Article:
Manami "Maki" Okazaki (writer),
Geoff Johnson (photographer)
What did you think of the tattoo work in Italy?
Well, up until then, I only had the image of Mickey Mouse in my head, but when I saw the work, I was astounded. It was the first time I had seen machines at work as well.
When I returned to Japan, I thought I would like to learn to use a machine too, and after two years I came to use machines. I also saw that Japan’s way of doing things was no good, and we had to think more about sterilization. So I made a tebori kit 20 years ago where the needles could be removed and sterilized.
I only thought of Western tattoos as childish scrawling before, but then I saw it was a really artistic world. At the time there were no huge pieces, but piece by piece it was something we couldn’t do in Japan. And I thought it was amazing, and had the perspective to think if we are lax, Japan will be taken over. But now that is really becoming reality!
So when you came back and you started using the machine, how did you find it?
They were not like today’s machines—they were totally crap. I didn’t know how to use one, so I did trial and error on my feet and my wife’s arms.
In Japan there is a problem with tattooed people being discriminated against. We aren’t allowed into hot springs, gyms, or pools. When did these policies become so strict?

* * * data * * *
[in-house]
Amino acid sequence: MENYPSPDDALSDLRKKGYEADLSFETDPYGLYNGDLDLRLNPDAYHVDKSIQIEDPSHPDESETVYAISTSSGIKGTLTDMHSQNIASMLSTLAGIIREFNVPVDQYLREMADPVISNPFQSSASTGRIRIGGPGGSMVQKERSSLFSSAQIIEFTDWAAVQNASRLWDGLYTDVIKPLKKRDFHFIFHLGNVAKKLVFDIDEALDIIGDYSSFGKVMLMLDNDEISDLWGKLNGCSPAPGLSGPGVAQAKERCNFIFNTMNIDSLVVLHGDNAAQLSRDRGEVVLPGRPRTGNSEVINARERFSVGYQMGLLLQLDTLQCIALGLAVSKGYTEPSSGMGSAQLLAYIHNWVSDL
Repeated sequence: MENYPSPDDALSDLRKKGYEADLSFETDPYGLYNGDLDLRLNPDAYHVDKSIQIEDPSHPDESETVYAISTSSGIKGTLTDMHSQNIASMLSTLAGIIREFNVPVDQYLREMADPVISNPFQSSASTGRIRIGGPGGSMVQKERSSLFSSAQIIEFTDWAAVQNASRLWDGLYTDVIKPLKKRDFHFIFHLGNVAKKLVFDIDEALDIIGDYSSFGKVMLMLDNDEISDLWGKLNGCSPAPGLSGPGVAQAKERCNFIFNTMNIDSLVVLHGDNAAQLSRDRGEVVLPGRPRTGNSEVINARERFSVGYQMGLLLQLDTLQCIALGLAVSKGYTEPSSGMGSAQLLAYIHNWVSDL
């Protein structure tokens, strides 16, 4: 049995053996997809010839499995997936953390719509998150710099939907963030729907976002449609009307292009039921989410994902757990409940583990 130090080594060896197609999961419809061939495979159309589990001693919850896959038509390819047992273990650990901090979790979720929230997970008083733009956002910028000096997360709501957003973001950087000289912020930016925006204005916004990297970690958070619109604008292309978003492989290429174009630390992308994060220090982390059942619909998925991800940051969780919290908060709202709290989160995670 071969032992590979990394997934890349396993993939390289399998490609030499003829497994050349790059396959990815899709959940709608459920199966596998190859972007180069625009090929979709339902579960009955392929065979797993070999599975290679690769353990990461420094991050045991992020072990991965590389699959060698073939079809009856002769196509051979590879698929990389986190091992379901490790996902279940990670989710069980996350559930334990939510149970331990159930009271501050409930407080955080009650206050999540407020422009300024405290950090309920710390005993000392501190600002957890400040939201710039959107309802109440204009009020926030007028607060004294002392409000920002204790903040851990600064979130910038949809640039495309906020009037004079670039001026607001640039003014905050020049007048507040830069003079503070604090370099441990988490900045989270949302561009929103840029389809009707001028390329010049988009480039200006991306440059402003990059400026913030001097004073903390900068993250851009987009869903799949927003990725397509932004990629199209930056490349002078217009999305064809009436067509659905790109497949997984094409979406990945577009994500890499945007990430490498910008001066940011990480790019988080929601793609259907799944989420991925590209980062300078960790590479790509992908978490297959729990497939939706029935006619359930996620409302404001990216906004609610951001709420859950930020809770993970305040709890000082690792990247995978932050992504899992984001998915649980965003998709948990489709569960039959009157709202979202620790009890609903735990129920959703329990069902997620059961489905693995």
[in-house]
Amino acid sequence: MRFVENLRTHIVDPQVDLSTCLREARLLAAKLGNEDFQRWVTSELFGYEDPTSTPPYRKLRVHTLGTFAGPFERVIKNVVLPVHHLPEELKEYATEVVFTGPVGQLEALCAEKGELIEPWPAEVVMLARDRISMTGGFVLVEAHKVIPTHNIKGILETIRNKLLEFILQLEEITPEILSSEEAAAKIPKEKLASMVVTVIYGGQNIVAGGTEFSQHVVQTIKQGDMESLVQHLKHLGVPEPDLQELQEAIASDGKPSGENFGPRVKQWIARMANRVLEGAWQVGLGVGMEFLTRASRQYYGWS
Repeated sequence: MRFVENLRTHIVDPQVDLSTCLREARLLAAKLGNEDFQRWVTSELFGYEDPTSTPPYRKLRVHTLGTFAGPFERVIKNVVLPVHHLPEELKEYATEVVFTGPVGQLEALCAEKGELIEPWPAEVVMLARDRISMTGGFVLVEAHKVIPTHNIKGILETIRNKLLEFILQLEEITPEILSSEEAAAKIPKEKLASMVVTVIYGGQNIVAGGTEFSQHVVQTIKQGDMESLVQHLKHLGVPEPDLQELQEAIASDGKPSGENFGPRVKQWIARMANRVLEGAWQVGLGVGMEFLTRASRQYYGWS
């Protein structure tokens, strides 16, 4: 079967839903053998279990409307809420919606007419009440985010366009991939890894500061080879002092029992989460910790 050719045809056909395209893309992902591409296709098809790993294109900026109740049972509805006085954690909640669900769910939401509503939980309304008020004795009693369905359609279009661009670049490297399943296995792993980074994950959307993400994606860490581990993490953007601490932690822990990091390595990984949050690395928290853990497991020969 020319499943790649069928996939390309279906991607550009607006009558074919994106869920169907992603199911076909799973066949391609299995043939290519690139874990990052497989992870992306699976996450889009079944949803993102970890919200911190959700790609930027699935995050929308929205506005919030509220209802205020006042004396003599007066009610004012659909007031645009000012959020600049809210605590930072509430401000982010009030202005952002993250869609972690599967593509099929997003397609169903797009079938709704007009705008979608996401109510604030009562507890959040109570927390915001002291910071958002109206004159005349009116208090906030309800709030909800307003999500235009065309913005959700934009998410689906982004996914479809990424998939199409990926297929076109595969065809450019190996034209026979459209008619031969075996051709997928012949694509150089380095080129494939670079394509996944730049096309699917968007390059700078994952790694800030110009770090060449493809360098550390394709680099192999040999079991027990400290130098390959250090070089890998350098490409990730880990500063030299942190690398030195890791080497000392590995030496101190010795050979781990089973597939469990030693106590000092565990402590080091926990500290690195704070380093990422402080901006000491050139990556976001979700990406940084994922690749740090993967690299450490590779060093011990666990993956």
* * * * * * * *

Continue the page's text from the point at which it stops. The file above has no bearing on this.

Seventeen or 18 years ago, I can’t remember exactly—
Yet tattoos are more popular than ever. Why do you think people get them?
Mainly for improving themselves aesthetically, and the notion of belonging. People also have a tendency to cause pain, and to receive pain; they might not like tattoos, but they have these inner tendencies, which will manifest themselves somewhere. In this world humans always have sadistic or masochistic tendencies, whether they choose to acknowledge it or not. If tattoos didn’t hurt no one would do it. Also there is this feeling of bravado, that you want to brag because you endured it. And there’s a self-satisfaction as well.
At the end of the day, what is the best thing about being a horishi?
That what you are doing for work is fun. It is the job I sought out. I think most people, like businessmen, don’t want to work; they work in order to live and to make money. They have no choice. People who make things, such as sculptors and illustrators, they like it, so they can do it. If they didn’t like it, they wouldn’t do it, even though they wouldn’t be able to eat. To be able to make a living doing what you like is the ultimate joy.